• In 2015 1/3 of global EV sales went to just 14 EV capital cities.
  • High EV take up was associated with charging infrastructure, promotion and unique policies. Policies included:
    • Waiving tunnel tolls in Norway (Sydney could give toll exemptions, this would be massively attractive to Sydneysiders for whom tolls are crippling for some motorists)
    • Congestion zone tax relief in London
    • Carpool lanes, eg transit lanes exemption in Los Angeles (again, transit lane exemption would be attractive in Sydney)
    • Vehicle licensing policies (exemption from lotteries in Beijing and Shanghai)

Key cities – a very quick snap shot

Shanghai: Even in 2015 had 11 per cent of new vehicle sales electric and managed 146 public charge points per million people, and 21,700 charge points in total. This was 2015 and things move fast in China.

Copenhagen: Has free rego, free parking and tax refunds on electricity used to charge EVs.

Paris: Free parking, plus direct federal cash grant of up to 6,300 euros.

Amsterdam: Federal incentives include rego and road tax exemption and 20 per cent off the purchase price for electric trucks and buses up to 40,000 euros. City incentives include residential parking permit priority, free floating parking permits for car sharing companies with fully electric fleets.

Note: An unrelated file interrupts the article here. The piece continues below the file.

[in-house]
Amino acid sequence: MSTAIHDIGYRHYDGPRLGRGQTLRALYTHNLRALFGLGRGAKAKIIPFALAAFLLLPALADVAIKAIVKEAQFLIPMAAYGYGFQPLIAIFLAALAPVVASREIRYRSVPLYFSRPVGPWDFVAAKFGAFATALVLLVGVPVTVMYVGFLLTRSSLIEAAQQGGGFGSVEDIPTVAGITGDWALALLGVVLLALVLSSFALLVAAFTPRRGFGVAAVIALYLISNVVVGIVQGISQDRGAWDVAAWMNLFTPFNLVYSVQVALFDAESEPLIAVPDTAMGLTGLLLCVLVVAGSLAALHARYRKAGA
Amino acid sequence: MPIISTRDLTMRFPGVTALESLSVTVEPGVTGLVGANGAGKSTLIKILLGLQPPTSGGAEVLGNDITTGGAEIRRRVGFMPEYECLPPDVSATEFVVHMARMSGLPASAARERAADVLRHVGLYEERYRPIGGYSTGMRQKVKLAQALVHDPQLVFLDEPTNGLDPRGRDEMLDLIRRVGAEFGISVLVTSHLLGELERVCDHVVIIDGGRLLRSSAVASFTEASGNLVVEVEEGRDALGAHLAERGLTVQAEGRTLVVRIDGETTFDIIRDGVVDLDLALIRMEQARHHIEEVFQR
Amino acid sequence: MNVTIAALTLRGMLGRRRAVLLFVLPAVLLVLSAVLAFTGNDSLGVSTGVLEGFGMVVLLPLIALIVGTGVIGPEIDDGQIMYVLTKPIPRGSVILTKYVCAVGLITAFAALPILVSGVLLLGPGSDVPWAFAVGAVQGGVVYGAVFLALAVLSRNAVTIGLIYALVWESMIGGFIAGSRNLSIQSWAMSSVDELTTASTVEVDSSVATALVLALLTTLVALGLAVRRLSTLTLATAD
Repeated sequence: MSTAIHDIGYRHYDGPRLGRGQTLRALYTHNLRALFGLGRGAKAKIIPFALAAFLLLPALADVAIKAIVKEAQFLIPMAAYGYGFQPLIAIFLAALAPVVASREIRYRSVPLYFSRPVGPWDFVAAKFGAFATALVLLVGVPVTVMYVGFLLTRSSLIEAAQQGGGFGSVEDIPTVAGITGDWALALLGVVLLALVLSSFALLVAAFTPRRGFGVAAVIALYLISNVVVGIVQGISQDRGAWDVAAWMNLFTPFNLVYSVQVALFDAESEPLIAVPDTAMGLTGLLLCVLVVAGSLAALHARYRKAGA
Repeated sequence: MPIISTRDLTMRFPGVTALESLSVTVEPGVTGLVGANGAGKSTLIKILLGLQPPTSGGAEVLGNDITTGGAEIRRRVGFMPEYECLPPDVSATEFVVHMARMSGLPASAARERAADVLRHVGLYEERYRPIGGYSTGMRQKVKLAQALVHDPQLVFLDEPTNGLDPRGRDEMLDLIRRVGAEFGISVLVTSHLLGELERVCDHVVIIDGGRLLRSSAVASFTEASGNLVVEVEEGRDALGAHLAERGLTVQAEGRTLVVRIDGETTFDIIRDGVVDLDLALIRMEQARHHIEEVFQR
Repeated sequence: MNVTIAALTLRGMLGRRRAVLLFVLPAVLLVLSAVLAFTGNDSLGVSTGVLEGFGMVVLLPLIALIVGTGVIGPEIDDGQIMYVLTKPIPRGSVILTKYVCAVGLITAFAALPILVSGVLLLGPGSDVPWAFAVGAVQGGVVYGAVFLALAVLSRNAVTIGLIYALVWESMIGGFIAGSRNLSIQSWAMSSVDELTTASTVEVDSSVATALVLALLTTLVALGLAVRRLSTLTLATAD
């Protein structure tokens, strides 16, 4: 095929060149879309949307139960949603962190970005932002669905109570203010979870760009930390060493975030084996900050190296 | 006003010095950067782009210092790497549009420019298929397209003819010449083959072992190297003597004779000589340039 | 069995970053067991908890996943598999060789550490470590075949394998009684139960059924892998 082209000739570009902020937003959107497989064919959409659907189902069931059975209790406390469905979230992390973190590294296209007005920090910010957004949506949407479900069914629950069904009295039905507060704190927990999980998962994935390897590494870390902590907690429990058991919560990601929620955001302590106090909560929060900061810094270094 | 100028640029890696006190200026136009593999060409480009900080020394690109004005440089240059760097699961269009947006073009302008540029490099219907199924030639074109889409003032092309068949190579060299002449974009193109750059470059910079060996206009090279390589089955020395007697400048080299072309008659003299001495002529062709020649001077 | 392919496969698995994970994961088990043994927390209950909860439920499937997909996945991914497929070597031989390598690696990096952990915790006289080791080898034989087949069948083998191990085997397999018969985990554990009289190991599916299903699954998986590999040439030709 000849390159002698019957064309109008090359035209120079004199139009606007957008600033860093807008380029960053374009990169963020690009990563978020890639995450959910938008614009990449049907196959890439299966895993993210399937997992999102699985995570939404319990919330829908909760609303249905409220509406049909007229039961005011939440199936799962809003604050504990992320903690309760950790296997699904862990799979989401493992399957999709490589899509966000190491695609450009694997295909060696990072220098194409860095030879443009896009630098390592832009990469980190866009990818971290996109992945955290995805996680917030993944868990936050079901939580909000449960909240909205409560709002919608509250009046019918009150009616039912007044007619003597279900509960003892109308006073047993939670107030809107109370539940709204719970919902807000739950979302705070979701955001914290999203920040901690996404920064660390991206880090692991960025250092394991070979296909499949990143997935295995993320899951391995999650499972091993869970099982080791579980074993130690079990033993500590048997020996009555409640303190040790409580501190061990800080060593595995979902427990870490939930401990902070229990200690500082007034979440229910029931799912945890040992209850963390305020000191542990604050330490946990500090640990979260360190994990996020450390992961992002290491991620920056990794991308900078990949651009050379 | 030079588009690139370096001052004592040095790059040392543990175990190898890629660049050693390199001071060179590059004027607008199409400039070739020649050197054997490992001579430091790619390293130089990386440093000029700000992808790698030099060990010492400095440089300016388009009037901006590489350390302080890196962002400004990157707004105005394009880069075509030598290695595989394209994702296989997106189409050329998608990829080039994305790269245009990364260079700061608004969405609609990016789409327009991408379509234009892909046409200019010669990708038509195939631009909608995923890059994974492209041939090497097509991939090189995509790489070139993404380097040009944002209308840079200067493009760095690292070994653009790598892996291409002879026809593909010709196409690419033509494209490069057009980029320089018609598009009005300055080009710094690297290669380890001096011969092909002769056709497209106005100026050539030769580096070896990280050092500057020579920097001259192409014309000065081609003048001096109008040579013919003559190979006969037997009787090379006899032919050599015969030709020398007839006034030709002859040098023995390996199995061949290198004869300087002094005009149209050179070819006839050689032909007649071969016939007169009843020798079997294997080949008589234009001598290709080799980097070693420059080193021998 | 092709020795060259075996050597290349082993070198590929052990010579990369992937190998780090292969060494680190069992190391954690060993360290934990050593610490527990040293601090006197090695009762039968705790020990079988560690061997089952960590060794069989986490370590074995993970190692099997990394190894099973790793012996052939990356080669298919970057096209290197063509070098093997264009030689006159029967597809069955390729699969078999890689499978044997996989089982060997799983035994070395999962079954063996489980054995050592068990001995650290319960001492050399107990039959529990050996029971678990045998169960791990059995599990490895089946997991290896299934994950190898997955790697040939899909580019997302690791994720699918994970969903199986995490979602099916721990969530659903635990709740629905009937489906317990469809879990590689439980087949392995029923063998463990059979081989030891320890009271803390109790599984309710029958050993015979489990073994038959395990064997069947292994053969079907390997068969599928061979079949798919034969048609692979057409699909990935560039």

Oslo: Low road taxes, exempt from road and ferry tolls, bus lane access, free parking, free electricity for normal charging.

Stockholm: Federal cash incentives. Free parking

London: Federal grant up to 4,500 sterling, additional 3000 sterling for electric taxi. Local exemption from congestion tax, free or reduced parking in some areas, central ultra low emission zone to start from 2019. All single deck buses to be ZEV by 2020, etc.

Los Angeles: Federal tax credit of $7,500, state rebate $2,500, Local city parking benefit, preferential access to high occupancy vehicle lanes.

David Leitch is principal of ITK. He was formerly a Utility Analyst for leading investment banks over the past 30 years. The views expressed are his own. Please note our new section, Energy Markets, which will include analysis from Leitch on the energy markets and broader energy issues. And also note our live generation widget, and the APVI solar contribution.

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13 Comments
  1. Tom 2 years ago

    Remember when Clover Moore built gas turbines in the city?
    Now the City can’t go solar because they would have to admit gas was a mistake.

  2. Andy Saunders 2 years ago